Entrepreneurship education (E-Ed) is maturing—from debate about whether or not it can be done, to how it should be done (Katz, 2003; Kuratko, 2005); from business schools teaching start-ups through a business plan format, toward converging upon a broader attitudechanging framework (Mwasalwiba, 2010) centered around the learning of enterprise behavior. Despite these advances, the implicit “one-size-fits-all” assumption of a generic approach to E-Ed across disciplines remains. Yet, poor alignment between stakeholder goals (Matlay, 2011), program content and pedagogy, and success indicators (Mwasalwiba, 2010) are surfacing as major impeding issues as E-Ed establishes itself outside of the business school setting (Vesper & Gartner, 1997; Etzkowitz et al., 2000; Gibb, 2005; Heinonen & Hytti, 2010). With the movement toward broadening target groups for E-Ed, the diversity of stakeholders is increasing, and the need for a tailored, discipline-specific approach to E-Ed is becoming rapidly apparent. As a first step toward differentiating E-Ed across disciplines, we propose the establishment of an E-Ed framework that can guide and align stakeholders, program designers, and educators in the construction of courses and curricula. At the core of this framework is a taxonomy for discipline-specific entrepreneurship education content and learning goals—different educations have varying inherent strengths and weakness vis-à-vis entrepreneurship, and thus have different pathways and barriers to develop entrepreneurial graduates (Blenker et al., 2008; Johnson et al., 2006; Neck and Greene, 2011). The objective of this paper is to establish a taxonomy whereby the differences between university disciplines are identified and organized from an entrepreneurial perspective (Jones and Matlay, 2011; Jones et al., 2012), and to analyze and discuss specific impact that these differences, pathways, and barriers to entrepreneurship represent.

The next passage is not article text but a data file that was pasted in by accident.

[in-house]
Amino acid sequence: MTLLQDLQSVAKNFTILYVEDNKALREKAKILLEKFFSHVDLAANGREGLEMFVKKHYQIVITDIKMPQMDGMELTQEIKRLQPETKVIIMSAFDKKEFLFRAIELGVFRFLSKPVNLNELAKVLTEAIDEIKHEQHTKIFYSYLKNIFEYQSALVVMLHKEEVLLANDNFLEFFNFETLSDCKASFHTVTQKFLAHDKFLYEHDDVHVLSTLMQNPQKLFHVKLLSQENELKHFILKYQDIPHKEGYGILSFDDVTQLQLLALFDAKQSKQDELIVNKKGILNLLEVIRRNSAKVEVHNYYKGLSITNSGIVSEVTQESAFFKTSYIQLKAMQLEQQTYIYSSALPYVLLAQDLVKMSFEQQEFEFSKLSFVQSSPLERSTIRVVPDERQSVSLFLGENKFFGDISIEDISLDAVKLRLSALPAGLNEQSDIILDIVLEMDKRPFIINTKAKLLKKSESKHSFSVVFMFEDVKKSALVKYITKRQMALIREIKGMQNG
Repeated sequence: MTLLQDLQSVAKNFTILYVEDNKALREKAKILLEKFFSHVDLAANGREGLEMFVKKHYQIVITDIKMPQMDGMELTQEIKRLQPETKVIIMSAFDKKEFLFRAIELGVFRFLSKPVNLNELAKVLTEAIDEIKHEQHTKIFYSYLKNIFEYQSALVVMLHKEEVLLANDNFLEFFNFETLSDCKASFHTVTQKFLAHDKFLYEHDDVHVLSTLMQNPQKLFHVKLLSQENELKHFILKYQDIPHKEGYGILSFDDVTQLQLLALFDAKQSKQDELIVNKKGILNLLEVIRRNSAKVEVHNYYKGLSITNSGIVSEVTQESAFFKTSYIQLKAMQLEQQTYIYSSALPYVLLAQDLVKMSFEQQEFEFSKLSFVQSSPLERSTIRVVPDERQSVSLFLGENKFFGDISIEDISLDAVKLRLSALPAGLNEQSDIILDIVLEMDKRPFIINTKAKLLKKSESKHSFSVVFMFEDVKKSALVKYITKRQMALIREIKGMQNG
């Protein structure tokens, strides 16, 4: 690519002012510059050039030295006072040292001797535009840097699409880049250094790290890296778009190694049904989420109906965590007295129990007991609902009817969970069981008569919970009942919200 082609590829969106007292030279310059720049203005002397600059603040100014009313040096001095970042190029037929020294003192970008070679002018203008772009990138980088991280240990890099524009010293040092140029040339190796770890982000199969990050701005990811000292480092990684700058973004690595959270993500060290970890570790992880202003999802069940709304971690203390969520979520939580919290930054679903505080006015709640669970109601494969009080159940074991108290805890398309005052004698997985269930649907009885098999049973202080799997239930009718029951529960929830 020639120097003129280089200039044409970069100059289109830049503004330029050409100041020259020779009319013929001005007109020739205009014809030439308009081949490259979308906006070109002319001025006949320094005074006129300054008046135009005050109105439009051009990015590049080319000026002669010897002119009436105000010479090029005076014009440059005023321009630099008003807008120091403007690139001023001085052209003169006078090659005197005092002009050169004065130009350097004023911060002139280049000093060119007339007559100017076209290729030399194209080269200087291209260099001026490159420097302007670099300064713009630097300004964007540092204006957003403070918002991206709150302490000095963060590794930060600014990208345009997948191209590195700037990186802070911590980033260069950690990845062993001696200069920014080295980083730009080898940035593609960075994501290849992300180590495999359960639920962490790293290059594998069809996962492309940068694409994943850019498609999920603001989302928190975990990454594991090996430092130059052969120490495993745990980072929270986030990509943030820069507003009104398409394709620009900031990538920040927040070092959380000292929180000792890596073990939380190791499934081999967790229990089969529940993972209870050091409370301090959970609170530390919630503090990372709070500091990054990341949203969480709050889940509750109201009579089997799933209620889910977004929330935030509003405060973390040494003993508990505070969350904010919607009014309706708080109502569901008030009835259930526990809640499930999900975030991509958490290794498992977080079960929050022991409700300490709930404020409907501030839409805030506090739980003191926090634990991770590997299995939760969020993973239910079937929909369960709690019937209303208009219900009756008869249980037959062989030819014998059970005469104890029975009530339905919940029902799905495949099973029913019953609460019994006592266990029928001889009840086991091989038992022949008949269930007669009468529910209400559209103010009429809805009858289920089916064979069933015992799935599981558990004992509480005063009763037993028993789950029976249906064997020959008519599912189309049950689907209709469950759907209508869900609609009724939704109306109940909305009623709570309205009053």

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RENT XXVII - Research in Entrepreneurship and Small Business, 2013